Debugging with Attach to Process
Visual Studio allows you to execute a program in debug mode and use various debugging tools to monitor its activity. When you are running a program outside of Visual Studio, it can still be possible to attach to that software to investigate its behaviour.
Visual Studio Debugger
It is common, when writing software using Visual Studio, to compile and execute a program directly from the integrated development environment (IDE) in debug mode. This allows you to step through the code line by line or to insert breakpoints or tracepoints that permit you to pause the program at a key point and interrogate the state of variables and objects. This tool can be invaluable when debugging your code.
Some software cannot be started directly from Visual Studio, perhaps because it must run in a specific environment or be executed using credentials other than those of the developer. Examples of such software are Windows services and COM applications. Such programs and libraries must be debugged in a slightly different manner.
Attaching to a Process
It is possible to attach the Visual Studio debugger to processes that are already running. However, there are some limitations, principally that the assembly to be monitored must be compiled in debug mode, not release mode. The key requirements for attaching to a running program are:
- The software was compiled in debug mode and the program database file (*.PDB) is available.
- The source code for the assembly, as referenced in the PDB file, is available and matches that of the compiled code.
- The version of Visual Studio that you are using supports attaching to processes. This facility is not available in the Express editions.
If the conditions are met, you can attach Visual Studio to the running process. You can then add breakpoints or tracepoints to halt the code at an important location and use the usual tools such as the immediate, locals and watches windows to assist in finding problems or confirming the correct operation of the code.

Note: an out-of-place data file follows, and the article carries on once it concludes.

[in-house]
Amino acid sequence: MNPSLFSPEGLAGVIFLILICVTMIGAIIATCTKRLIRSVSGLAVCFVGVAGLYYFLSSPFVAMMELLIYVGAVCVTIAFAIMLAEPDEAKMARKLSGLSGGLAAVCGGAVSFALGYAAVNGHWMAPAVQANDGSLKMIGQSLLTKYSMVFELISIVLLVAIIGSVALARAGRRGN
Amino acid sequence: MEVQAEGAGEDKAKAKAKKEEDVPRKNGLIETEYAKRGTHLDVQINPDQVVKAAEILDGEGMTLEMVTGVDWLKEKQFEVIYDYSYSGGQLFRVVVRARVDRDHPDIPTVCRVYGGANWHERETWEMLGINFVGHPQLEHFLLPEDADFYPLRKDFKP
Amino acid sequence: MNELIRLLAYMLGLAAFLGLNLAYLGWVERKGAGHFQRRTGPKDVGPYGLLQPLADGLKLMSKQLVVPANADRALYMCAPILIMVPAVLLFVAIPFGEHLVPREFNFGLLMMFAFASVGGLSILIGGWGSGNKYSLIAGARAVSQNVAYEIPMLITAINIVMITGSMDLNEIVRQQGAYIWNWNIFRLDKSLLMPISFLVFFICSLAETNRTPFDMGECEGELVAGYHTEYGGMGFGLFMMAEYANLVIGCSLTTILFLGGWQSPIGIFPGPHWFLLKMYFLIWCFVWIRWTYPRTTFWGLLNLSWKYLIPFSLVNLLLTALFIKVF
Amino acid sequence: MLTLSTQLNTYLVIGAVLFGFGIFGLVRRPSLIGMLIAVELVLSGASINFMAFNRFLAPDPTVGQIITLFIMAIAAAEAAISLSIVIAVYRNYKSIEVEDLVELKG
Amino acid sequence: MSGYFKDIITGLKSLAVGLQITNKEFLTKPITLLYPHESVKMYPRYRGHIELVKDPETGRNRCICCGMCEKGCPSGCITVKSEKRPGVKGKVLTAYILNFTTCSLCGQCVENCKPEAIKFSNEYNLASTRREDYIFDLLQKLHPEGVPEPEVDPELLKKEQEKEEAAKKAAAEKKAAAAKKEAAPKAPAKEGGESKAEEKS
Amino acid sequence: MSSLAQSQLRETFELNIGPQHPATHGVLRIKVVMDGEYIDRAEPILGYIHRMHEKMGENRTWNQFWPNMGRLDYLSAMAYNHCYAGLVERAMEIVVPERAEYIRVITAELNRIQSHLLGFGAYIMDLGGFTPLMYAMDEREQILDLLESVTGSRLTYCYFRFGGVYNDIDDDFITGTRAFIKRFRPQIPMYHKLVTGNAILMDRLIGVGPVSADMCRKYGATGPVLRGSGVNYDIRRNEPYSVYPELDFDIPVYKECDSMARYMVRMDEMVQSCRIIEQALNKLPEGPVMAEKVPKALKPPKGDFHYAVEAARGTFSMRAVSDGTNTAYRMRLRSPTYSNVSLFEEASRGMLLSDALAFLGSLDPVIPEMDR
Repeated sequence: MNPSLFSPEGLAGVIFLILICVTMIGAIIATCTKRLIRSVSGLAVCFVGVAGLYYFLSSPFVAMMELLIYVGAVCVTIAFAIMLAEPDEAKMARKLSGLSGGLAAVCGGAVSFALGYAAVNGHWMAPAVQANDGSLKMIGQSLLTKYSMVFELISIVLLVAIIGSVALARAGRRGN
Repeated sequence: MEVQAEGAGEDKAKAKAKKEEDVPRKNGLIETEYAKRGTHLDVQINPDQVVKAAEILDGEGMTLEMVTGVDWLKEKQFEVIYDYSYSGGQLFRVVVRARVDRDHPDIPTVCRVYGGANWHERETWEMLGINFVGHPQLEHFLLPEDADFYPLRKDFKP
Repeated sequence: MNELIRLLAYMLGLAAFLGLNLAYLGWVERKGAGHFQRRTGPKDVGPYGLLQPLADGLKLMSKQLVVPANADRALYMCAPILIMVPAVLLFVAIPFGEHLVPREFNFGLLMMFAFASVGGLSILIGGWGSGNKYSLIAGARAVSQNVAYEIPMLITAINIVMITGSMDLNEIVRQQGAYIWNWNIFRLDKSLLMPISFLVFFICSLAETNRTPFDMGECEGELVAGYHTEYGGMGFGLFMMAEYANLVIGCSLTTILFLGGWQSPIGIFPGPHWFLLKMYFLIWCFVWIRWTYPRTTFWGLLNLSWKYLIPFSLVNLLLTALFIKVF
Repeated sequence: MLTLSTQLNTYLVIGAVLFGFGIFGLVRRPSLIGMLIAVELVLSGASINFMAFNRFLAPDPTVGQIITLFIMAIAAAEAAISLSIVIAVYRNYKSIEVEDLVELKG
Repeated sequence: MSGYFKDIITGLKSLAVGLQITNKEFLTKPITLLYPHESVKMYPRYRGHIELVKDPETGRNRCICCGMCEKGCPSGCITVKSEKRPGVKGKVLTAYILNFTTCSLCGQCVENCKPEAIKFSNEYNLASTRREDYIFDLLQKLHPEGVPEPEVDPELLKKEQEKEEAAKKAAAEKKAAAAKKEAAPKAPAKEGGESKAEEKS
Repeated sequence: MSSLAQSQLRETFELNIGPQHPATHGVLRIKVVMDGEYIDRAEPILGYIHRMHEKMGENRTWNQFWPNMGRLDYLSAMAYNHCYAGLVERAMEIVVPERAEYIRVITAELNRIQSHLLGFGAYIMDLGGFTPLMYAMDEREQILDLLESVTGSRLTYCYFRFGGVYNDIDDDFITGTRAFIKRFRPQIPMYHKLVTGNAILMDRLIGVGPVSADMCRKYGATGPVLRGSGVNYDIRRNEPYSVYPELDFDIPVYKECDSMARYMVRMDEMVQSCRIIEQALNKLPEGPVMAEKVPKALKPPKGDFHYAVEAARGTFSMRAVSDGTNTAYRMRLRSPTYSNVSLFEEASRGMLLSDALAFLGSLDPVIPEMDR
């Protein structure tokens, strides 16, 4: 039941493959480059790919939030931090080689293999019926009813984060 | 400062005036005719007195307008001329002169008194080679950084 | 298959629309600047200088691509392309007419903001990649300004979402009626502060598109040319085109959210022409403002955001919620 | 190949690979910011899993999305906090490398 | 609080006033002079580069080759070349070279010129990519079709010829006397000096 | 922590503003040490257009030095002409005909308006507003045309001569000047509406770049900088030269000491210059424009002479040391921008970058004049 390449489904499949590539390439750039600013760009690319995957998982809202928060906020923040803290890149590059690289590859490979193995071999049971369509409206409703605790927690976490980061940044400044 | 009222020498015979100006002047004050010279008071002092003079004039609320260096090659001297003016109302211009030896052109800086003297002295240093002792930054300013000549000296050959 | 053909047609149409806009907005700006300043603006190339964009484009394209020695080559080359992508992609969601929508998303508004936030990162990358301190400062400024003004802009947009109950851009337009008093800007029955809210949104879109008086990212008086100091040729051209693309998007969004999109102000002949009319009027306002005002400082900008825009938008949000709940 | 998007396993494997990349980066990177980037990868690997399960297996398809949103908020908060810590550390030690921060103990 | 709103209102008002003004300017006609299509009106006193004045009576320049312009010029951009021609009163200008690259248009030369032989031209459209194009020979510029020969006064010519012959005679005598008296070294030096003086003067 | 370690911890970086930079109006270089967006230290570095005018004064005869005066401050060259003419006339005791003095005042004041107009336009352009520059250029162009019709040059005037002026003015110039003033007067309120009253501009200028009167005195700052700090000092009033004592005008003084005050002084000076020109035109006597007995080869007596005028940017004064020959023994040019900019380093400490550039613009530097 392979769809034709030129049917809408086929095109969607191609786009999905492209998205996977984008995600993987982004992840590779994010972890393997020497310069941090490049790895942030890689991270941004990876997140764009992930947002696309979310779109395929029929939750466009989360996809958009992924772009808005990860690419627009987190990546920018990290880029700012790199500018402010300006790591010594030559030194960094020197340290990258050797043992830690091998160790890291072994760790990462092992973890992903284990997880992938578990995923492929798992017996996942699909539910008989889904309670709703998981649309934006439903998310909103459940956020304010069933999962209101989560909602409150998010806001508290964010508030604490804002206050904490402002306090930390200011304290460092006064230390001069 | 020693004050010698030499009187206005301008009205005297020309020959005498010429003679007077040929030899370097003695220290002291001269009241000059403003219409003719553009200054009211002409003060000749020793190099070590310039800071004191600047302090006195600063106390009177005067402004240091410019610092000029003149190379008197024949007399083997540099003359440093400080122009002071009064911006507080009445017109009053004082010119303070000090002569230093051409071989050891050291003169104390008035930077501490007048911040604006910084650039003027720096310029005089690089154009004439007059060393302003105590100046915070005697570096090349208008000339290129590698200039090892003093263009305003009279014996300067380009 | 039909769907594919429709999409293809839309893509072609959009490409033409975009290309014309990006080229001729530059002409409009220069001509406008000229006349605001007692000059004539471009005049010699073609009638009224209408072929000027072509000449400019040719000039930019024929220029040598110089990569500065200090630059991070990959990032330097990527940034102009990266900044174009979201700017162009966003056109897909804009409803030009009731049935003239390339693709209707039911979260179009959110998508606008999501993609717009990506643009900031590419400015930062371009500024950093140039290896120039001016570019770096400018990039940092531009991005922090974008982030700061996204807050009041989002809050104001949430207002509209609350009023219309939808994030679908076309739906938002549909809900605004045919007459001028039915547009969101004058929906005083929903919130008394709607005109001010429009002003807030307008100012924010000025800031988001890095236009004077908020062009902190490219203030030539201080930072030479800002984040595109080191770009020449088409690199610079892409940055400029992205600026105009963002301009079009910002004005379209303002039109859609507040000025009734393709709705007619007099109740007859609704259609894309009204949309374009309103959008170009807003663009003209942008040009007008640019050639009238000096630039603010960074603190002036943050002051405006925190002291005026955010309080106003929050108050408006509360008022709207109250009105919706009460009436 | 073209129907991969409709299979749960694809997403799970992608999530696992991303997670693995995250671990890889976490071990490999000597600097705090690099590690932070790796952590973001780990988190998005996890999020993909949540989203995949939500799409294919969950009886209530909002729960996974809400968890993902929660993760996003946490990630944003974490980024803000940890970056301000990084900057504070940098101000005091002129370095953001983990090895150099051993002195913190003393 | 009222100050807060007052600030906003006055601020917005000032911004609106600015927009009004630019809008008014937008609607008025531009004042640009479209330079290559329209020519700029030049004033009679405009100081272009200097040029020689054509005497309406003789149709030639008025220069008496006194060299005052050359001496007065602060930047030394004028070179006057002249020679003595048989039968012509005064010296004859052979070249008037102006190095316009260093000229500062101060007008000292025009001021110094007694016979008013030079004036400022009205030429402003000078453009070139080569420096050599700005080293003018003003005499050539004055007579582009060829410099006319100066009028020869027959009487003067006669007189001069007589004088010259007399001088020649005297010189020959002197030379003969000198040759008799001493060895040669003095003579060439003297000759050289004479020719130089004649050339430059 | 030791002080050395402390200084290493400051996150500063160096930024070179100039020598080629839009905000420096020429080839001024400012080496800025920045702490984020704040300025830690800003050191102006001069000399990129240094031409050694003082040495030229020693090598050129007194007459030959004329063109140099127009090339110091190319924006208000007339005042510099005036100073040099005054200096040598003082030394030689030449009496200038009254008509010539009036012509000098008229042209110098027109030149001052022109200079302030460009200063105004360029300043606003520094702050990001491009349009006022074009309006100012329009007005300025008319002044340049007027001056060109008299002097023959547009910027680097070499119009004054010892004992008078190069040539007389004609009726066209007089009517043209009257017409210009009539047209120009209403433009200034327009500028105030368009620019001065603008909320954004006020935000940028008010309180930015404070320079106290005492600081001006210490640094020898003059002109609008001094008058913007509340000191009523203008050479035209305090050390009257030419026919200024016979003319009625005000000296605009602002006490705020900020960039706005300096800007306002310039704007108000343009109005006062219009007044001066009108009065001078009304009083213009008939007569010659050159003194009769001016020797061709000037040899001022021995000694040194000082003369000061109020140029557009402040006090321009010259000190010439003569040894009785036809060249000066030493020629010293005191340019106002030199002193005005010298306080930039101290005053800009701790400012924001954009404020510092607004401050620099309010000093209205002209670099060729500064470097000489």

Showing the Attach to Process Dialog Box
To debug a running program you can use the Attach to Process dialog box. To display the dialog box when using Visual Studio with an open project, select "Attach to Process" from the Debug menu. If you do not currently have a project open, the Debug menu will not be visible. In this case, select "Attach to Process" from the Tools menu.
NB: If this menu option is missing, it may be because you have SQL Server Business Intelligence Studio installed. To show the option and other missing commands, follow the instructions in the knowledgebase article KB929664.
The main area of the window shows the processes that are executing in the context of the current user. If you wish to debug a program that is running with different credentials, tick the "Show processes from all users" checkbox. The list of processes is loaded when the dialog box is first displayed and does not update in real time. You can, however, refresh the list by clicking the refresh button.
Above the list of available processes is the "Attach to" box. This shows the type of process that you will be connecting to. For example, managed code or native code. By default, the selection is made automatically. As you select processes in the list, the contents of the box change to show the appropriate type. If you wish to be more specific about the process types that you wish to debug, you can click the Select button and choose from a list.
Once you have located and selected the process, or several processes, that you wish to debug, click the Attach button. The Visual Studio screen will change to show the debugging controls as if you had started debugging from within the IDE. You can then use the debugging toolbar and commands as well as all of the other usual debugging utilities.
When you have completed the debugging session, you can detach from the processes individually using the Processes window, which is displayed by selecting Processes from the Debug menu's Window submenu. Simply right-click a process in the list and select "Detach Process". You can also disconnect from all attached processes using the "Detach All" command from the Debug menu. Note that detaching does not terminate the process.
13 April 2009